If you have a conflict resolution plan established by court you must follow the plan established in the court order. If you do not have an outlined conflict resolution plan then you may need to re-address the court to establish a conflict resolution plan or take the following steps to settle / resolve a high conflict situation. The benefits of having such a plan are to prevent unnecessary legal cases, saving unnecessary legal cost, and or to prevent hostile and frivolous legal actions generated for the purpose of harassment.
When Should I Implement a Conflict Resolution Plan?
You should implement a conflict resolution plan whenever normal discussions or decision making processes start producing negative responses. Negative responses may mean that verbal communications are suddenly met with aggression, a refusal to cooperate, a refusal to discuss co-parenting issues, refusing to discuss the child’s best interest or wellbeing, and or anytime there is a violation of court order that is negatively impacting the ability of the parents to co-parent. In such situations a conflict resolution plan can effectively manage the dispute and can promote resolution prior to the parties having to spend significant amounts of time and money in litigation.
Don’ts of a Co-Parenting Conflict:
• Don’t refuse to address any issues the other parent has brought forth as a concern.
• Don’t refuse to address the concern because you believe the concern is false.
• Don’t forget to address small issues – small issues can be big issues to your child.
• Don’t make small issues into larger ones – such as in instances where the issue is not re-occurring or not serious.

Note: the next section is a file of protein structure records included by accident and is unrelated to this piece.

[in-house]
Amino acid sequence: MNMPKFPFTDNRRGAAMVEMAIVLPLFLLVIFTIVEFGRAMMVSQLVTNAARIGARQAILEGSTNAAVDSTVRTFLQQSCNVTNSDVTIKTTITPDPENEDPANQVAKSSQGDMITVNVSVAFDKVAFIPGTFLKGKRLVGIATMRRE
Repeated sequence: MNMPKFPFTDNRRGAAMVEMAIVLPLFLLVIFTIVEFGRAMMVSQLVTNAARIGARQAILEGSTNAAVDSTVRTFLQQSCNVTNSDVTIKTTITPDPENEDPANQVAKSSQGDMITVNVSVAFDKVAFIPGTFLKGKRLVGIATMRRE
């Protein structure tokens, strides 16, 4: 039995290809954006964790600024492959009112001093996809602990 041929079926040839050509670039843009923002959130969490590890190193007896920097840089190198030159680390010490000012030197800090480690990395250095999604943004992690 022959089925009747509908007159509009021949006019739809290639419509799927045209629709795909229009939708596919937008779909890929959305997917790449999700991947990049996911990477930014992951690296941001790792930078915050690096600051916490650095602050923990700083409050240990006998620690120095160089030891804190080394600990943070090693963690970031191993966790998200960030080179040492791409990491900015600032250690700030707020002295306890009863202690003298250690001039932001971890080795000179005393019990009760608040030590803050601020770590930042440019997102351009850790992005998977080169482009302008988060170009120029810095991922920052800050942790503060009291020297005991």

• Don’t blame the other parent or verbally bash the other parent during conversations.
• Don’t start name calling or begin name calling in response to the other parent calling you names.
• Don’t give away evidence that you have that you may potentially use in court.
• Don’t give away too much information that may allow for the other parent to use to prepare a defense for their actions in court.
• Don’t counter the other parent’s negative actions with further negative reactions.
The best way to avoid co-parenting conflict is to keep all conversations maintained in discussions child centered. If you are having a problem with something the other parent is doing tell the other parent how that action is adversely impacting the child. If the parent fails to resolve the issue or fails to address the issue inform the other parent how the lack of action is impacting the child. Separate your emotions from any of the issues and remove the other parent’s character from discussion when trying to resolve the issue. For example, if you are concerned the other parent is smoking in the home with the child don’t attack the father’s character, but instead address your concern about the smoking, state how it is impacting the child emotionally and physically, state how the child needs a positive role model and how smoking in front of the child may influence the child’s perspective or future mental/physical health, present the evidence that you have about the incident occurring. If the other parent continues to refuse to address the issue or grows irrational then a Conflict Resolution Plan should be implemented.